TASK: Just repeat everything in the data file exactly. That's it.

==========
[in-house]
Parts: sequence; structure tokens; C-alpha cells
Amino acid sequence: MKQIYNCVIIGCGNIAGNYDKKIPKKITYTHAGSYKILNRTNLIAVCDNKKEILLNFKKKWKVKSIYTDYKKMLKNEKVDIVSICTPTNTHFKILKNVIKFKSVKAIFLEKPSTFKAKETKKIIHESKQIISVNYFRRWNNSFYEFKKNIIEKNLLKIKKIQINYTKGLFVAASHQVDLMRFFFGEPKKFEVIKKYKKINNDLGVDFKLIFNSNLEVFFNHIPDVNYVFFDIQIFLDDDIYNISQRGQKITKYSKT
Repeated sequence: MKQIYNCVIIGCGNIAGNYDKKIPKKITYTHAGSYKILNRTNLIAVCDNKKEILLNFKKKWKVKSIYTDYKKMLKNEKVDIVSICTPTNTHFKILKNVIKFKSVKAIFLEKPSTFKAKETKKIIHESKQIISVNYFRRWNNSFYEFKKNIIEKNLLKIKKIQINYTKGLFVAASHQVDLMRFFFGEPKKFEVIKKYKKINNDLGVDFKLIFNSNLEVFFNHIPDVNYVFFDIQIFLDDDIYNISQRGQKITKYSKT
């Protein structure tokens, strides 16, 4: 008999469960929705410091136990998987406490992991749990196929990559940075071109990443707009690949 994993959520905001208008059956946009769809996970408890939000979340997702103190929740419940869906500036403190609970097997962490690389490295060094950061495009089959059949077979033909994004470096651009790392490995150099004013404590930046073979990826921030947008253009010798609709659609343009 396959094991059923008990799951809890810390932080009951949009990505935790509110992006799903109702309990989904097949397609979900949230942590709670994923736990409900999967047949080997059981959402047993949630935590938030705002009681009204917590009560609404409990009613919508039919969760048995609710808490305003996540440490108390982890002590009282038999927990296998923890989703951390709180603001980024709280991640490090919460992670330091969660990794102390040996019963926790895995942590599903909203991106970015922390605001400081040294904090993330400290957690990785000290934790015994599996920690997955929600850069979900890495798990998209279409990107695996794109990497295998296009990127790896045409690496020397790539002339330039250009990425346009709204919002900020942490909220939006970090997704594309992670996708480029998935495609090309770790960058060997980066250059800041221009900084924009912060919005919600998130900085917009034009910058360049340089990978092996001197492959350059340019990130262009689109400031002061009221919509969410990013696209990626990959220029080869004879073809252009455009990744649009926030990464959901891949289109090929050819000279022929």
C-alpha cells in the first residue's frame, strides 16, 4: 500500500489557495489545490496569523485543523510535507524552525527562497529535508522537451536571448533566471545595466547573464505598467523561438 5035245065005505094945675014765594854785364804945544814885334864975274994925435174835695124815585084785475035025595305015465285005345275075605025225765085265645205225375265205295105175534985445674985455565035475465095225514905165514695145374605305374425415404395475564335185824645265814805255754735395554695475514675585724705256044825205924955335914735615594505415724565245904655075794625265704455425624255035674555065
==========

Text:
[in-house]
Parts: sequence; structure tokens; C-alpha cells
Amino acid sequence: MKQIYNCVIIGCGNIAGNYDKKIPKKITYTHAGSYKILNRTNLIAVCDNKKEILLNFKKKWKVKSIYTDYKKMLKNEKVDIVSICTPTNTHFKILKNVIKFKSVKAIFLEKPSTFKAKETKKIIHESKQIISVNYFRRWNNSFYEFKKNIIEKNLLKIKKIQINYTKGLFVAASHQVDLMRFFFGEPKKFEVIKKYKKINNDLGVDFKLIFNSNLEVFFNHIPDVNYVFFDIQIFLDDDIYNISQRGQKITKYSKT
Repeated sequence: MKQIYNCVIIGCGNIAGNYDKKIPKKITYTHAGSYKILNRTNLIAVCDNKKEILLNFKKKWKVKSIYTDYKKMLKNEKVDIVSICTPTNTHFKILKNVIKFKSVKAIFLEKPSTFKAKETKKIIHESKQIISVNYFRRWNNSFYEFKKNIIEKNLLKIKKIQINYTKGLFVAASHQVDLMRFFFGEPKKFEVIKKYKKINNDLGVDFKLIFNSNLEVFFNHIPDVNYVFFDIQIFLDDDIYNISQRGQKITKYSKT
């Protein structure tokens, strides 16, 4: 008999469960929705410091136990998987406490992991749990196929990559940075071109990443707009690949 994993959520905001208008059956946009769809996970408890939000979340997702103190929740419940869906500036403190609970097997962490690389490295060094950061495009089959059949077979033909994004470096651009790392490995150099004013404590930046073979990826921030947008253009010798609709659609343009 396959094991059923008990799951809890810390932080009951949009990505935790509110992006799903109702309990989904097949397609979900949230942590709670994923736990409900999967047949080997059981959402047993949630935590938030705002009681009204917590009560609404409990009613919508039919969760048995609710808490305003996540440490108390982890002590009282038999927990296998923890989703951390709180603001980024709280991640490090919460992670330091969660990794102390040996019963926790895995942590599903909203991106970015922390605001400081040294904090993330400290957690990785000290934790015994599996920690997955929600850069979900890495798990998209279409990107695996794109990497295998296009990127790896045409690496020397790539002339330039250009990425346009709204919002900020942490909220939006970090997704594309992670996708480029998935495609090309770790960058060997980066250059800041221009900084924009912060919005919600998130900085917009034009910058360049340089990978092996001197492959350059340019990130262009689109400031002061009221919509969410990013696209990626990959220029080869004879073809252009455009990744649009926030990464959901891949289109090929050819000279022929």
C-alpha cells in the first residue's frame, strides 16, 4: 500500500489557495489545490496569523485543523510535507524552525527562497529535508522537451536571448533566471545595466547573464505598467523561438 5035245065005505094945675014765594854785364804945544814885334864975274994925435174835695124815585084785475035025595305015465285005345275075605025225765085265645205225375265205295105175534985445674985455565035475465095225514905165514695145374605305374425415404395475564335185824645265814805255754735395554695475514675585724705256044825205924955335914735615594505415724565245904655075794625265704455425624255035674555065